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  • Beaded Sioux ‘Strike A Lite’ bag circa, 1890’s. | Four Winds
    Old Pawn Rings Earrings Necklaces Bracelets Cuffs Belts Pins Pendants Other Artwork Paintings Sculptures Textiles Other Publications Interiors Exhibitions Contact us Other Beaded Sioux Strike A Lite bag circa 1890 s 28 Cross Street Double Bay Sydney Australia T 61

    Original URL path: http://www.fourwindsgallery.com.au/artwork/beaded-sioux-strike-a-lite-bag-1890s/ (2016-02-10)
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  • test | Four Winds
    Belts Pins Pendants Other Old Pawn Rings Earrings Necklaces Bracelets Cuffs Belts Pins Pendants Other Artwork Paintings Sculptures Textiles Other Publications Interiors Exhibitions Contact us test test 28 Cross Street Double Bay Sydney Australia T 61 2 9328 7951 F

    Original URL path: http://www.fourwindsgallery.com.au/artwork/test123/ (2016-02-10)
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  • Old wooden box’s with compartments, ideal for curio display. | Four Winds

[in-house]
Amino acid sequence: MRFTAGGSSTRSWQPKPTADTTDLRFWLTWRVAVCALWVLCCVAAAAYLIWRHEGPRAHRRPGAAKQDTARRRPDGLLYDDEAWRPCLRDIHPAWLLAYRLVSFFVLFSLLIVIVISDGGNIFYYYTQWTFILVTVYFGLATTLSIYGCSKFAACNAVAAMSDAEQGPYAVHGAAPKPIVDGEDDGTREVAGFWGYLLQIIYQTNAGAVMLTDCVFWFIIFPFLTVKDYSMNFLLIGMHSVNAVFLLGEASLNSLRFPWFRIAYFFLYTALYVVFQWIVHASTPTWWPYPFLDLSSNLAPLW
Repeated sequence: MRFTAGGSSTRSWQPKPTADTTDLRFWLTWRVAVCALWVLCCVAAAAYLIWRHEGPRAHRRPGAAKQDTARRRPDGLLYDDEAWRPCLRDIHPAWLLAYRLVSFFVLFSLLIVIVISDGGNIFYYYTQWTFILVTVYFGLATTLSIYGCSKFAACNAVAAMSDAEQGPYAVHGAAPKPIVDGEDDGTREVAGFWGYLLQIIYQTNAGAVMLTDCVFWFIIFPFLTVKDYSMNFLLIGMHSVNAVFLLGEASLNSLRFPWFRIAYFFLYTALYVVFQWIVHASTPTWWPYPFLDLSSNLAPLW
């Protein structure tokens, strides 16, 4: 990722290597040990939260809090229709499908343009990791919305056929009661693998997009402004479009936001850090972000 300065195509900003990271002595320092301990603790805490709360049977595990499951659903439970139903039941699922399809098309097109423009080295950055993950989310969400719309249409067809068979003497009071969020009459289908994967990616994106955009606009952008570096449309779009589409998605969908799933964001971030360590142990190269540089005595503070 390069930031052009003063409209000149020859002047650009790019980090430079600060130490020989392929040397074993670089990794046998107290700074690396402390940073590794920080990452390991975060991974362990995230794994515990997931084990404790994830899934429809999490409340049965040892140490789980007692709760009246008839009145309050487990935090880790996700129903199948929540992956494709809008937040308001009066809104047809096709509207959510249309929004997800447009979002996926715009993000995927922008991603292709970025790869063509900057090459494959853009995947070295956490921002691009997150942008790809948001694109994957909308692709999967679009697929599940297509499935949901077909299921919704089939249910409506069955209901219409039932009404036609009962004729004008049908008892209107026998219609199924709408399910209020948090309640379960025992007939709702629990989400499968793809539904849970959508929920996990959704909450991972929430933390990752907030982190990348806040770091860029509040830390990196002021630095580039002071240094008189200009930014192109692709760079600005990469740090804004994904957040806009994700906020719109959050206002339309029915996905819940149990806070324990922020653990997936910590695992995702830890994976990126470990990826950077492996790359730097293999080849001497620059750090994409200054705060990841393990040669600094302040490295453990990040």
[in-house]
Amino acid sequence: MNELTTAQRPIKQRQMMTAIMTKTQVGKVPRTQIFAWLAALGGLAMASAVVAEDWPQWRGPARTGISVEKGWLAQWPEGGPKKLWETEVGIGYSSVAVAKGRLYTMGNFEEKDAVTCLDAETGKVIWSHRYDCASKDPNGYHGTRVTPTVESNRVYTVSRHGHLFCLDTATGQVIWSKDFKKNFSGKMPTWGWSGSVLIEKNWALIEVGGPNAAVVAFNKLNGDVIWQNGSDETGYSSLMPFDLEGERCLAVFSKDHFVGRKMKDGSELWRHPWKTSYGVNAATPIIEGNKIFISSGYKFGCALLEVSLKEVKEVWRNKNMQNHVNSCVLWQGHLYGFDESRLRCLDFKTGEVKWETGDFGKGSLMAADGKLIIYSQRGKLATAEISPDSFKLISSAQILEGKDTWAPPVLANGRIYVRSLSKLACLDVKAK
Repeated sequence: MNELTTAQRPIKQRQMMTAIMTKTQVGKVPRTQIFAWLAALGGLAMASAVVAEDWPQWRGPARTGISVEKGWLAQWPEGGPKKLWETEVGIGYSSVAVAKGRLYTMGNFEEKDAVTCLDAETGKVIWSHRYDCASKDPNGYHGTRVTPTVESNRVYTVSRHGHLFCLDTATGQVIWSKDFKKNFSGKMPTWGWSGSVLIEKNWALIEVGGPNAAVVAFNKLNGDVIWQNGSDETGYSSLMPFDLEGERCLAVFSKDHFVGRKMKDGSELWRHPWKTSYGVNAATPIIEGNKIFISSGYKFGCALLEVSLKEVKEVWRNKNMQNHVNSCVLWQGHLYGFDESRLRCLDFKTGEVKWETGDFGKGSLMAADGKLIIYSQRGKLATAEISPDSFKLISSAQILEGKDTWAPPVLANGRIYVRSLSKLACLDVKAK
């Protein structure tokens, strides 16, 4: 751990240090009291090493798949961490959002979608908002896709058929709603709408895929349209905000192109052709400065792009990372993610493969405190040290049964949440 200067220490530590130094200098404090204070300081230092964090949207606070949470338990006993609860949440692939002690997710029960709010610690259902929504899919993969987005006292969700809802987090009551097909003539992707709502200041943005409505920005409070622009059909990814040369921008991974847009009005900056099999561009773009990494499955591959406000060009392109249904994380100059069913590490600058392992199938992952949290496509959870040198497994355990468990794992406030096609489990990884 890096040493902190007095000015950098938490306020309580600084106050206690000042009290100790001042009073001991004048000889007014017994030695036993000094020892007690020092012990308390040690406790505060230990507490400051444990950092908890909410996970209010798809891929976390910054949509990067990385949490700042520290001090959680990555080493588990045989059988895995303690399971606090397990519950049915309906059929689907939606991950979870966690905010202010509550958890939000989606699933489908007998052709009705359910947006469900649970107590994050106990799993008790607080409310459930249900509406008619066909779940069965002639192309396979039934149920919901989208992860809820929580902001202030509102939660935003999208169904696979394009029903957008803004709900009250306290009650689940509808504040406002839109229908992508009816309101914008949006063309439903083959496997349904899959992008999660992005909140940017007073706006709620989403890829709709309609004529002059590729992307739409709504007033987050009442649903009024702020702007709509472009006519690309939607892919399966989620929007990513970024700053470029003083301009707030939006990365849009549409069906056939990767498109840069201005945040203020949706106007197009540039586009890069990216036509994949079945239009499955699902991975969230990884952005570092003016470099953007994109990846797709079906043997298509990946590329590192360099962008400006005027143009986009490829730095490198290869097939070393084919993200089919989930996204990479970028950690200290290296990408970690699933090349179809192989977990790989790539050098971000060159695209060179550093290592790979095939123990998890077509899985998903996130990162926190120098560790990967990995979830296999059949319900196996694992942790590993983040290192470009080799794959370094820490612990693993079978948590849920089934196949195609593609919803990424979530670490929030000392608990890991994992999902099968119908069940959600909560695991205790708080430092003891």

Pawn Rings Earrings Necklaces Bracelets Cuffs Belts Pins Pendants Other Artwork Paintings Sculptures Textiles Other Publications Interiors Exhibitions Contact us Interiors Old wooden box s with compartments ideal for curio display 28 Cross Street Double Bay Sydney Australia T 61

    Original URL path: http://www.fourwindsgallery.com.au/interior/old-wooden-boxs-with-compartments-ideal-for-curio-display/ (2016-02-10)
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  • An old wooden writing slope box, circa 1925 – Complete with internal leather writing slope and hidden trinket compartments and brass hardware. This writing box was a gift in honour of Cheif Deputy U.S. Marshal – George H. Burnham. | Four Winds